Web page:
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Globalisation and Intellectual Property Law - LAWS8050
 UNSW Library

 
Faculty: Faculty of Law
 
 
School:  School of Law
 
 
Course Outline: See below
 
 
Campus: Kensington Campus
 
 
Career: Postgraduate
 
 
Units of Credit: 6
 
 
EFTSL: 0.12500 (more info)
 
 
Indicative Contact Hours per Week: 2
 
 
Enrolment Requirements:
 
 
Academic Program must be 9231 or 5231 or 9220 or 5750 or 9200 or 5740 or 9210 or 9230 or 9214 or 5214.
 
 
Excluded: JURD7350
 
 
CSS Contribution Charge:Band 3 (more info)
 
   
 
Further Information: See Class Timetable
 
  

Description

‘Globalisation’ and its governance structures have changed intellectual property law worldwide. Meanwhile, intellectual property laws play an important globalising role.

This course takes an interdisciplinary and theoretical approach to examine: the history of intellectual property globalisation: governmental and NGO organisations involved in his process; political debates, alliances and ideologies that have shaped global intellectual property law-making; the economics of globalisation and intellectual property; and sociological, cultural and domestic legal effects of globalising through intellectual propertization.

Issues will be discussed in the context of wider debates concerning sovereignty, development and national identity, and the examination of case studies such as the debates about access to essential medicines, biopiracy, and owning life. Students will gain a good understanding of the major debates surrounding the development and application of intellectual property law in a globalised economy.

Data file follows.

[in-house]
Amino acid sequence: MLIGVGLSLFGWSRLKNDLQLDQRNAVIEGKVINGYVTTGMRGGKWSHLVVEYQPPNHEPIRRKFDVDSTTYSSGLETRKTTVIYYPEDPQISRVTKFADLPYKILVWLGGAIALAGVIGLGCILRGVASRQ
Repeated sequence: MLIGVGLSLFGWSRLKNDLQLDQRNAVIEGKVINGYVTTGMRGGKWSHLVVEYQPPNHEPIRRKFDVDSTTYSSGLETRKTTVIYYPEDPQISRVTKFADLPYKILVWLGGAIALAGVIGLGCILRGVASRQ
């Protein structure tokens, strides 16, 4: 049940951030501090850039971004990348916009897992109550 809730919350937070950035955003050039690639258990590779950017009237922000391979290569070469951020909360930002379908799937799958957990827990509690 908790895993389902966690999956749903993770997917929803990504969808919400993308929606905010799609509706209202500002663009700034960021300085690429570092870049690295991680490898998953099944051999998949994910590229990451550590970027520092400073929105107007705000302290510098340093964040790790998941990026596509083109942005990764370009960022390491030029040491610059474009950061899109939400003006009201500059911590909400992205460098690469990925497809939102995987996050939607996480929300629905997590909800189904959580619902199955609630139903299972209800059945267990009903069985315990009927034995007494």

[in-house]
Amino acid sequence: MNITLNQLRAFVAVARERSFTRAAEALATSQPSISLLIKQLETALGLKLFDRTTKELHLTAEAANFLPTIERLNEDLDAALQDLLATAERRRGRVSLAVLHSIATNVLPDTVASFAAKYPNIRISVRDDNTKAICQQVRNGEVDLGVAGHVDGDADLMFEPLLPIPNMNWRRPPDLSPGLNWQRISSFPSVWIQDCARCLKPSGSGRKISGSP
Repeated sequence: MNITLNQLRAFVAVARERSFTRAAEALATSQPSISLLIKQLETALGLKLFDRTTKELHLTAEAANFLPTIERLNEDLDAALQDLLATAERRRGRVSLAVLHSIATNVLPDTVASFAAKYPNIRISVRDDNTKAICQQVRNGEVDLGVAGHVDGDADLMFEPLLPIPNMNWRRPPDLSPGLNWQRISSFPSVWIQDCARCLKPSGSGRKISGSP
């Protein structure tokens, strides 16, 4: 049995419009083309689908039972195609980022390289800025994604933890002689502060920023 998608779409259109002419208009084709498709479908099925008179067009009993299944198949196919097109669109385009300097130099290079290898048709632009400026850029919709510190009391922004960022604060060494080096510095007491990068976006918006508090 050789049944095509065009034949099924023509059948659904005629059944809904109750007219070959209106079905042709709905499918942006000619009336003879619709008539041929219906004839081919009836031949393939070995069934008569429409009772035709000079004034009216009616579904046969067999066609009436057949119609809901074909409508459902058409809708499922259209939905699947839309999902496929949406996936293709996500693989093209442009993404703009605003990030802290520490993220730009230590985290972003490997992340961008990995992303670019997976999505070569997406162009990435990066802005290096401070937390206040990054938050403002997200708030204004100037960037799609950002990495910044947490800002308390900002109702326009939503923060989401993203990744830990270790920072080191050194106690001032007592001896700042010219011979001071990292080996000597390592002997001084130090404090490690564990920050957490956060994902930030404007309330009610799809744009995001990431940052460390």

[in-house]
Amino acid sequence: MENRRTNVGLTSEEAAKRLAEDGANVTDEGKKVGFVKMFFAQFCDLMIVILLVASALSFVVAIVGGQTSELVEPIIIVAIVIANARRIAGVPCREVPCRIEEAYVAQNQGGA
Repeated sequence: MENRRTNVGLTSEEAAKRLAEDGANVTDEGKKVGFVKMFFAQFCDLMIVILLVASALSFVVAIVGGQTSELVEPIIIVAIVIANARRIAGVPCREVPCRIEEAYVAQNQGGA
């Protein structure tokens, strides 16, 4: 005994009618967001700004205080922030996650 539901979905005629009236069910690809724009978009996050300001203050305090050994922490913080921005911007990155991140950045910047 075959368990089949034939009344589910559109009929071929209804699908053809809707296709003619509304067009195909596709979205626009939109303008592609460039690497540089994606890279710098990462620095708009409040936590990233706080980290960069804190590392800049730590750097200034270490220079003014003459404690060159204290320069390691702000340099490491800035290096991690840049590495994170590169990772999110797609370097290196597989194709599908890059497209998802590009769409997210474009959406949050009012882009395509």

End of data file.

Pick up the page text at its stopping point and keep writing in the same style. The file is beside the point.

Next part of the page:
LLM Specialisations

Recommended Prior Knowledge

Pre-requisites:
at UNSW; An equivalent course at another university; a patent or trademark attorney qualification; or a working knowledge of intellectual property law from practical experience.

Course Objectives

A candidate who has successfully completed this course should be able to:
  • describe historical events and factors that have led to the contemporary global intellectual property framework;
  • understand and knowledgeably discuss the interlinked political, economic and sociological issues related to intellectual law and policy in a global environment;
  • knowledgeably discuss and debate various theoretical perspectives on international intellectual property law-making in a globalised economy;
  • evince an understanding of ways in which the global intellectual property framework is influenced by, and influences, other areas such as trade, commerce, politics, scientific development, sovereignty, and economic development.

Main Topics

  • Introduction to the Globalisation of Intellectual Property Regulation (A critical overview of the Institutional Framework, Key organisations, and Key Legislation and International Agreements).
  • History of Intellectual Propertisation and the Globalisation of Intellectual Property Regulation.
  • Non-Western Methods of Regulating Access to and Use of Ideas, Information, Knowledge and Symbols.
  • The Politics of Contemporary International Intellectual Property Regulation and Governance.
  • The Economics and Political Economy of Contemporary Intellectual Property Regulation.
  • The Sociology of Globalisation via International Intellectual Property Standardisation.
  • Issues in Intellectual Property Regulation in a Global Setting:
  1. Sovereignty.
  2. Legal Transplants.
  3. Development.
  • Case Studies of Intellectual Property Regulation in a Global Setting: